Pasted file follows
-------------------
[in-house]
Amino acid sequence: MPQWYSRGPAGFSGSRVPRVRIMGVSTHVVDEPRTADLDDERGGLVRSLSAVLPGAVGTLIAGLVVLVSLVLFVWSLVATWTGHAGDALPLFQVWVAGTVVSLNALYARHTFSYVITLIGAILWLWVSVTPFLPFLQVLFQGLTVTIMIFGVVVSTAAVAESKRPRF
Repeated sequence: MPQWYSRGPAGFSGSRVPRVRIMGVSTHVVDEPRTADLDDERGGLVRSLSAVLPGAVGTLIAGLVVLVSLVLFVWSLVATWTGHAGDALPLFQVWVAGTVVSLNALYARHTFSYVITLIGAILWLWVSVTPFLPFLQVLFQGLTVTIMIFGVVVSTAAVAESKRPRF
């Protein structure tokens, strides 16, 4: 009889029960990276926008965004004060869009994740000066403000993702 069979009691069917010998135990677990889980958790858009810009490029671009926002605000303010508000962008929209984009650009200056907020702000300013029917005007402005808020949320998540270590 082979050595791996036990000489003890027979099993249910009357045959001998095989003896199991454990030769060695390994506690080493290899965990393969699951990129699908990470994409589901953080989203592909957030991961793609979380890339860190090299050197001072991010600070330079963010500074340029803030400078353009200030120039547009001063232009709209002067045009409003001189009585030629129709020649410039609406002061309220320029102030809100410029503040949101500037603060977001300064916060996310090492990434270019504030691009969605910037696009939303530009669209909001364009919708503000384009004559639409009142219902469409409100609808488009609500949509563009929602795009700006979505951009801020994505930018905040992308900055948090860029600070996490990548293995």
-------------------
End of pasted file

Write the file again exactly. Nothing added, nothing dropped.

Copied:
[in-house]
Amino acid sequence: MPQWYSRGPAGFSGSRVPRVRIMGVSTHVVDEPRTADLDDERGGLVRSLSAVLPGAVGTLIAGLVVLVSLVLFVWSLVATWTGHAGDALPLFQVWVAGTVVSLNALYARHTFSYVITLIGAILWLWVSVTPFLPFLQVLFQGLTVTIMIFGVVVSTAAVAESKRPRF
Repeated sequence: MPQWYSRGPAGFSGSRVPRVRIMGVSTHVVDEPRTADLDDERGGLVRSLSAVLPGAVGTLIAGLVVLVSLVLFVWSLVATWTGHAGDALPLFQVWVAGTVVSLNALYARHTFSYVITLIGAILWLWVSVTPFLPFLQVLFQGLTVTIMIFGVVVSTAAVAESKRPRF
């Protein structure tokens, strides 16, 4: 009889029960990276926008965004004060869009994740000066403000993702 069979009691069917010998135990677990889980958790858009810009490029671009926002605000303010508000962008929209984009650009200056907020702000300013029917005007402005808020949320998540270590 082979050595791996036990000489003890027979099993249910009357045959001998095989003896199991454990030769060695390994506690080493290899965990393969699951990129699908990470994409589901953080989203592909957030991961793609979380890339860190090299050197001072991010600070330079963010500074340029803030400078353009200030120039547009001063232009709209002067045009409003001189009585030629129709020649410039609406002061309220320029102030809100410029503040949101500037603060977001300064916060996310090492990434270019504030691009969605910037696009939303530009669209909001364009919708503000384009004559639409009142219902469409409100609808488009609500949509563009929602795009700006979505951009801020994505930018905040992308900055948090860029600070996490990548293995």